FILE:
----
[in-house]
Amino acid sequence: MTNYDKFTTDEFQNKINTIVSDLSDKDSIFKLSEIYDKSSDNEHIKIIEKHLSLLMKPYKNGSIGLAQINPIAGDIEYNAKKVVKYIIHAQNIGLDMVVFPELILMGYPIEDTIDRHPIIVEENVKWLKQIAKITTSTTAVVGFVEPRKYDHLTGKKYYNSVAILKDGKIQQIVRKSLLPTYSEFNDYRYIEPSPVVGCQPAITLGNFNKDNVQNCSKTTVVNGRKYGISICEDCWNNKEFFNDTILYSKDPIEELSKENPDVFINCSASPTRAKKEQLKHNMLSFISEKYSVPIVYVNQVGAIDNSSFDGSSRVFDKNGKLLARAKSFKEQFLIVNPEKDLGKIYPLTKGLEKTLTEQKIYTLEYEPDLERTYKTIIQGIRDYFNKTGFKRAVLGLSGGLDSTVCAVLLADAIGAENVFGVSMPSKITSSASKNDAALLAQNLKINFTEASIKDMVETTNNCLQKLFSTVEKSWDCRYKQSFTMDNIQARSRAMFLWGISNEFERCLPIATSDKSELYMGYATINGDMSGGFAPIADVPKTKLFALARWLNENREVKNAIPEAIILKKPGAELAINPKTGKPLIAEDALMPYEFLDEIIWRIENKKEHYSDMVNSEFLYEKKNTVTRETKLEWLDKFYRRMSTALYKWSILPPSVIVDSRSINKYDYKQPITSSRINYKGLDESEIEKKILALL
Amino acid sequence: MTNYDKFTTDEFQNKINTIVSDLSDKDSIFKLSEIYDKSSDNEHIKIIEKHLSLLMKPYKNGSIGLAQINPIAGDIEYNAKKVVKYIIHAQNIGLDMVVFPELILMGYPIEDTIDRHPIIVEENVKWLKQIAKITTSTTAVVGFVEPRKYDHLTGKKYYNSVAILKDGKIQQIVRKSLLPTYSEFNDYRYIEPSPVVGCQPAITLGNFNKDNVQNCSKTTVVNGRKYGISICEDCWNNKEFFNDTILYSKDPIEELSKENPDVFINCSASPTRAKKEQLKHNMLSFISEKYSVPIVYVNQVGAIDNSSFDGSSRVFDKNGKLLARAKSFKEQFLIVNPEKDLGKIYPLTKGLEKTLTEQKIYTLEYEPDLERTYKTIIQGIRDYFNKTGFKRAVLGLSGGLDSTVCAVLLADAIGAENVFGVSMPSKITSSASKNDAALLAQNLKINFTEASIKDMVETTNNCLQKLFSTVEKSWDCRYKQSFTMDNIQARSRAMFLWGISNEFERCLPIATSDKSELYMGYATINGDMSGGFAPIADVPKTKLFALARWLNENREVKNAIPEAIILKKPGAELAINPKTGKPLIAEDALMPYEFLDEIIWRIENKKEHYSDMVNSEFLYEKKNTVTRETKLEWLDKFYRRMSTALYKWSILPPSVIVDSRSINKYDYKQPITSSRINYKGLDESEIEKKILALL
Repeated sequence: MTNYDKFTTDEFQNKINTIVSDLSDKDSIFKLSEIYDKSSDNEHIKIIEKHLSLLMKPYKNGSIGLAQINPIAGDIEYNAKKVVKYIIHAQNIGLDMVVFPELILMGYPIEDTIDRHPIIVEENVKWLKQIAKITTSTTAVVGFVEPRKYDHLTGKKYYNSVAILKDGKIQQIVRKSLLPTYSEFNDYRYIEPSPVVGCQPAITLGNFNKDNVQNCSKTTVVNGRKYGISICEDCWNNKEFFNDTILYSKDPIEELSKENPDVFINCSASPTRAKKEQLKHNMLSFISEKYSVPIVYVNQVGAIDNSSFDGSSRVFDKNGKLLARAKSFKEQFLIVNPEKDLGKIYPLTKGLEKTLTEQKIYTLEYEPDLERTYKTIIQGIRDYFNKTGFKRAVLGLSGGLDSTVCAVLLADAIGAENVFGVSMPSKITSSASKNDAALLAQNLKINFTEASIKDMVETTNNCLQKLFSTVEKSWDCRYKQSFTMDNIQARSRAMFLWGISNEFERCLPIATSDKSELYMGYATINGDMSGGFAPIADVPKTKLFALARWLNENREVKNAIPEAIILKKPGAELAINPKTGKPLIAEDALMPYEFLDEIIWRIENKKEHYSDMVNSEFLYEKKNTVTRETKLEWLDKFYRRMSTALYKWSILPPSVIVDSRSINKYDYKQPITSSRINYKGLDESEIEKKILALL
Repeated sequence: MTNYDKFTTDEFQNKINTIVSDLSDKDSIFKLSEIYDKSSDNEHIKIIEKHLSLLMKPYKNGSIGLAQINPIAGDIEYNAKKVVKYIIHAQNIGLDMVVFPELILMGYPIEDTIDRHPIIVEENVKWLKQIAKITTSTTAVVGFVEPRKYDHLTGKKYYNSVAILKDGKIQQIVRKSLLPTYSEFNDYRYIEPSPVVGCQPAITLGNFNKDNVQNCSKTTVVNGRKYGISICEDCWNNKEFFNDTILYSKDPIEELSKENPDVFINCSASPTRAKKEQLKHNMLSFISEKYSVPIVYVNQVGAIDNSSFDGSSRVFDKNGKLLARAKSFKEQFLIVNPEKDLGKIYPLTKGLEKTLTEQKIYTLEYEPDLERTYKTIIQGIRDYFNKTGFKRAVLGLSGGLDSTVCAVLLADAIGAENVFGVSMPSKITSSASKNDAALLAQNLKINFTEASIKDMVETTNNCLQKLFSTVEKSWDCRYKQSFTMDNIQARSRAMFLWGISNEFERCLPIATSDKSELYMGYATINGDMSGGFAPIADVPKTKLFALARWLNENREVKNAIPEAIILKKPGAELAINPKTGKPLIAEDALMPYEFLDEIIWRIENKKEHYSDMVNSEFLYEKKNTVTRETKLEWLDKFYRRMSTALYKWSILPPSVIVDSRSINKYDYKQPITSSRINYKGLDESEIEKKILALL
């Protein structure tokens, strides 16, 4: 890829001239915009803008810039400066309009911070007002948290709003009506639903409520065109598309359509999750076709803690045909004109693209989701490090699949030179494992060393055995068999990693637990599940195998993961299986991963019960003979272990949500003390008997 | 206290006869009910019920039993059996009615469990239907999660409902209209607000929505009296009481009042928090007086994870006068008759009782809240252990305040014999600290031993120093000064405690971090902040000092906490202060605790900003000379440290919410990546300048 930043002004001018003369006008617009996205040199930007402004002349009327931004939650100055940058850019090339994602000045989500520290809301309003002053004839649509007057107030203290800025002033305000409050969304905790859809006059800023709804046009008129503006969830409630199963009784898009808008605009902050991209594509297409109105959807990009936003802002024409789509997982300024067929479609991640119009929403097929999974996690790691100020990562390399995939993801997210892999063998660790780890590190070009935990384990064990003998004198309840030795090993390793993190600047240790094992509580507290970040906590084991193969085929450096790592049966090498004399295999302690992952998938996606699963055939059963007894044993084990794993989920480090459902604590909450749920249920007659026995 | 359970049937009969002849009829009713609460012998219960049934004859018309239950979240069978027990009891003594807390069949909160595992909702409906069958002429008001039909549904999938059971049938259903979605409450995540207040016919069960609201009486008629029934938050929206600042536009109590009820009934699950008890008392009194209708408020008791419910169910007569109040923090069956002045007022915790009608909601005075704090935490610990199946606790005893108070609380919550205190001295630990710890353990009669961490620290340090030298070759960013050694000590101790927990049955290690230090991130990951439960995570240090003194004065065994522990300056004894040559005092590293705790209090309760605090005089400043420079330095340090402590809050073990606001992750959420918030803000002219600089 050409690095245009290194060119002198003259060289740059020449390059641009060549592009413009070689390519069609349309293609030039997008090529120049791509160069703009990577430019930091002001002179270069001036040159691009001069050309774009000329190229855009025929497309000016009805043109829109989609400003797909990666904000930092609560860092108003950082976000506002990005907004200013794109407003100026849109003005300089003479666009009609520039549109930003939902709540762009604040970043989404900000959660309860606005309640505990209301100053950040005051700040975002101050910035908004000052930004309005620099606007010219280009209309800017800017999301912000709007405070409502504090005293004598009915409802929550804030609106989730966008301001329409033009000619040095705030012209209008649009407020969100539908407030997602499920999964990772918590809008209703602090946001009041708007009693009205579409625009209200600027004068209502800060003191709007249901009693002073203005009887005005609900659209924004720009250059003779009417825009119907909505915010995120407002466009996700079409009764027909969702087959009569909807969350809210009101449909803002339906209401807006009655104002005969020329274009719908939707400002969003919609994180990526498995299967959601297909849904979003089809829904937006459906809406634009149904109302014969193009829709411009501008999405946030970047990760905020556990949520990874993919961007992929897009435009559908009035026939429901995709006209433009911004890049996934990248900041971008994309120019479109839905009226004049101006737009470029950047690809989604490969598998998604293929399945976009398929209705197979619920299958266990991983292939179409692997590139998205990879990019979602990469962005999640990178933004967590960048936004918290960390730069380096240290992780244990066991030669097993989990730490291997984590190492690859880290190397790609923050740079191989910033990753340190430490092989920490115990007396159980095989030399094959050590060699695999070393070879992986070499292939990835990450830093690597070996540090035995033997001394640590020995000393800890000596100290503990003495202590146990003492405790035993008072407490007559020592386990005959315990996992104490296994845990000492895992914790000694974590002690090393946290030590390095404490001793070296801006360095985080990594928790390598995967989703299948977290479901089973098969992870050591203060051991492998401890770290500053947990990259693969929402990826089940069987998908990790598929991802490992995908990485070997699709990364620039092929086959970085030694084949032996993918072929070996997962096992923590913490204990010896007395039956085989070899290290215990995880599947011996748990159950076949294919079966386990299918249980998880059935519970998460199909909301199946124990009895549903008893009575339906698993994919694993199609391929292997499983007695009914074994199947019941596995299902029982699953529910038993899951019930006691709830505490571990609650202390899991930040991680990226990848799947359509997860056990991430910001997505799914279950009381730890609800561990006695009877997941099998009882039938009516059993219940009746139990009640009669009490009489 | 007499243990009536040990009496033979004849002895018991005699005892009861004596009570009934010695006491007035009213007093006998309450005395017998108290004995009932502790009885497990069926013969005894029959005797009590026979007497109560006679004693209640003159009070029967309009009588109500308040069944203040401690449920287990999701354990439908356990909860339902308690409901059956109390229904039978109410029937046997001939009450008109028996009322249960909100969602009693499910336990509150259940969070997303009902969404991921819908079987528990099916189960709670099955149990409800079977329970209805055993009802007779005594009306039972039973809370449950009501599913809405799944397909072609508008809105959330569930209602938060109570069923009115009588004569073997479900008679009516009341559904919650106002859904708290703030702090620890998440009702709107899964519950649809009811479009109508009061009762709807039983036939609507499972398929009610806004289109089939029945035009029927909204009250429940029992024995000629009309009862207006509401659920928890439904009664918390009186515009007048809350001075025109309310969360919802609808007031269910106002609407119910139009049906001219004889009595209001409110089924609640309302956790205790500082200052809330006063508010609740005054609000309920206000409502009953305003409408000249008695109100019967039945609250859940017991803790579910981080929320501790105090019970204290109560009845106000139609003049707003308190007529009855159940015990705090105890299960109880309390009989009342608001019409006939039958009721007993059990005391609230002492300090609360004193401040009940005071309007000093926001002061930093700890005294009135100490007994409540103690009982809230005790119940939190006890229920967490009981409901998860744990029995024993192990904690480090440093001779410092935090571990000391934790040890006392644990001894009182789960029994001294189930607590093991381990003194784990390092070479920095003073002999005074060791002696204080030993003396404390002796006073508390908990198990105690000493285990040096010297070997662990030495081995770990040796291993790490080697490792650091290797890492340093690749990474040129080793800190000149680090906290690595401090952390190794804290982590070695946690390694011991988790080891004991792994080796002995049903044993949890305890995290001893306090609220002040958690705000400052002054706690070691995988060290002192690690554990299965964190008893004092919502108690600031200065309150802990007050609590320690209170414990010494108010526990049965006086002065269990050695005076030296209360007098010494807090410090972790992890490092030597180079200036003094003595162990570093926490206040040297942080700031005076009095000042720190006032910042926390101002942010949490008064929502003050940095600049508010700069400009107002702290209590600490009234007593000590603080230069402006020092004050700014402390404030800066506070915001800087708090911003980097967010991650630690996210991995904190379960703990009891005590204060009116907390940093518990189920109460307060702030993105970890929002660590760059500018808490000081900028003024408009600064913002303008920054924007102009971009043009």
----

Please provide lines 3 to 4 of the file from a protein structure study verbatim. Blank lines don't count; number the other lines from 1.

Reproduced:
Amino acid sequence: MTNYDKFTTDEFQNKINTIVSDLSDKDSIFKLSEIYDKSSDNEHIKIIEKHLSLLMKPYKNGSIGLAQINPIAGDIEYNAKKVVKYIIHAQNIGLDMVVFPELILMGYPIEDTIDRHPIIVEENVKWLKQIAKITTSTTAVVGFVEPRKYDHLTGKKYYNSVAILKDGKIQQIVRKSLLPTYSEFNDYRYIEPSPVVGCQPAITLGNFNKDNVQNCSKTTVVNGRKYGISICEDCWNNKEFFNDTILYSKDPIEELSKENPDVFINCSASPTRAKKEQLKHNMLSFISEKYSVPIVYVNQVGAIDNSSFDGSSRVFDKNGKLLARAKSFKEQFLIVNPEKDLGKIYPLTKGLEKTLTEQKIYTLEYEPDLERTYKTIIQGIRDYFNKTGFKRAVLGLSGGLDSTVCAVLLADAIGAENVFGVSMPSKITSSASKNDAALLAQNLKINFTEASIKDMVETTNNCLQKLFSTVEKSWDCRYKQSFTMDNIQARSRAMFLWGISNEFERCLPIATSDKSELYMGYATINGDMSGGFAPIADVPKTKLFALARWLNENREVKNAIPEAIILKKPGAELAINPKTGKPLIAEDALMPYEFLDEIIWRIENKKEHYSDMVNSEFLYEKKNTVTRETKLEWLDKFYRRMSTALYKWSILPPSVIVDSRSINKYDYKQPITSSRINYKGLDESEIEKKILALL
Repeated sequence: MTNYDKFTTDEFQNKINTIVSDLSDKDSIFKLSEIYDKSSDNEHIKIIEKHLSLLMKPYKNGSIGLAQINPIAGDIEYNAKKVVKYIIHAQNIGLDMVVFPELILMGYPIEDTIDRHPIIVEENVKWLKQIAKITTSTTAVVGFVEPRKYDHLTGKKYYNSVAILKDGKIQQIVRKSLLPTYSEFNDYRYIEPSPVVGCQPAITLGNFNKDNVQNCSKTTVVNGRKYGISICEDCWNNKEFFNDTILYSKDPIEELSKENPDVFINCSASPTRAKKEQLKHNMLSFISEKYSVPIVYVNQVGAIDNSSFDGSSRVFDKNGKLLARAKSFKEQFLIVNPEKDLGKIYPLTKGLEKTLTEQKIYTLEYEPDLERTYKTIIQGIRDYFNKTGFKRAVLGLSGGLDSTVCAVLLADAIGAENVFGVSMPSKITSSASKNDAALLAQNLKINFTEASIKDMVETTNNCLQKLFSTVEKSWDCRYKQSFTMDNIQARSRAMFLWGISNEFERCLPIATSDKSELYMGYATINGDMSGGFAPIADVPKTKLFALARWLNENREVKNAIPEAIILKKPGAELAINPKTGKPLIAEDALMPYEFLDEIIWRIENKKEHYSDMVNSEFLYEKKNTVTRETKLEWLDKFYRRMSTALYKWSILPPSVIVDSRSINKYDYKQPITSSRINYKGLDESEIEKKILALL